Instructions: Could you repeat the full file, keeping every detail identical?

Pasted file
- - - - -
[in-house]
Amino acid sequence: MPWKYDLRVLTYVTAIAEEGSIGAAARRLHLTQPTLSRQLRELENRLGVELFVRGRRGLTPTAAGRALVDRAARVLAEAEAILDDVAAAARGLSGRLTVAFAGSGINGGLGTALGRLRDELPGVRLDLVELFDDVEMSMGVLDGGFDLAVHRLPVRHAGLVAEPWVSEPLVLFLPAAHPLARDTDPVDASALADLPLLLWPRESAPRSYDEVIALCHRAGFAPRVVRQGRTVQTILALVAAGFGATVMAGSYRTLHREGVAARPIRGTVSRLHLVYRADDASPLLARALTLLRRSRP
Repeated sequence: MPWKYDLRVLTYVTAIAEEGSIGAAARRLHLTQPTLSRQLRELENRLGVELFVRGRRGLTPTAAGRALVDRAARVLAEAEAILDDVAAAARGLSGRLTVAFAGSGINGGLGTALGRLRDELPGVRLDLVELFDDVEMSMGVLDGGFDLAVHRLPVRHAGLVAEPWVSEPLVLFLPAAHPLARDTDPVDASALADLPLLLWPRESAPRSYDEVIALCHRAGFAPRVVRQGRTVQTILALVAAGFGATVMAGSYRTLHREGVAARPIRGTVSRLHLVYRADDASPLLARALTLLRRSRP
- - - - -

[in-house]
Amino acid sequence: MPWKYDLRVLTYVTAIAEEGSIGAAARRLHLTQPTLSRQLRELENRLGVELFVRGRRGLTPTAAGRALVDRAARVLAEAEAILDDVAAAARGLSGRLTVAFAGSGINGGLGTALGRLRDELPGVRLDLVELFDDVEMSMGVLDGGFDLAVHRLPVRHAGLVAEPWVSEPLVLFLPAAHPLARDTDPVDASALADLPLLLWPRESAPRSYDEVIALCHRAGFAPRVVRQGRTVQTILALVAAGFGATVMAGSYRTLHREGVAARPIRGTVSRLHLVYRADDASPLLARALTLLRRSRP
Repeated sequence: MPWKYDLRVLTYVTAIAEEGSIGAAARRLHLTQPTLSRQLRELENRLGVELFVRGRRGLTPTAAGRALVDRAARVLAEAEAILDDVAAAARGLSGRLTVAFAGSGINGGLGTALGRLRDELPGVRLDLVELFDDVEMSMGVLDGGFDLAVHRLPVRHAGLVAEPWVSEPLVLFLPAAHPLARDTDPVDASALADLPLLLWPRESAPRSYDEVIALCHRAGFAPRVVRQGRTVQTILALVAAGFGATVMAGSYRTLHREGVAARPIRGTVSRLHLVYRADDASPLLARALTLLRRSRP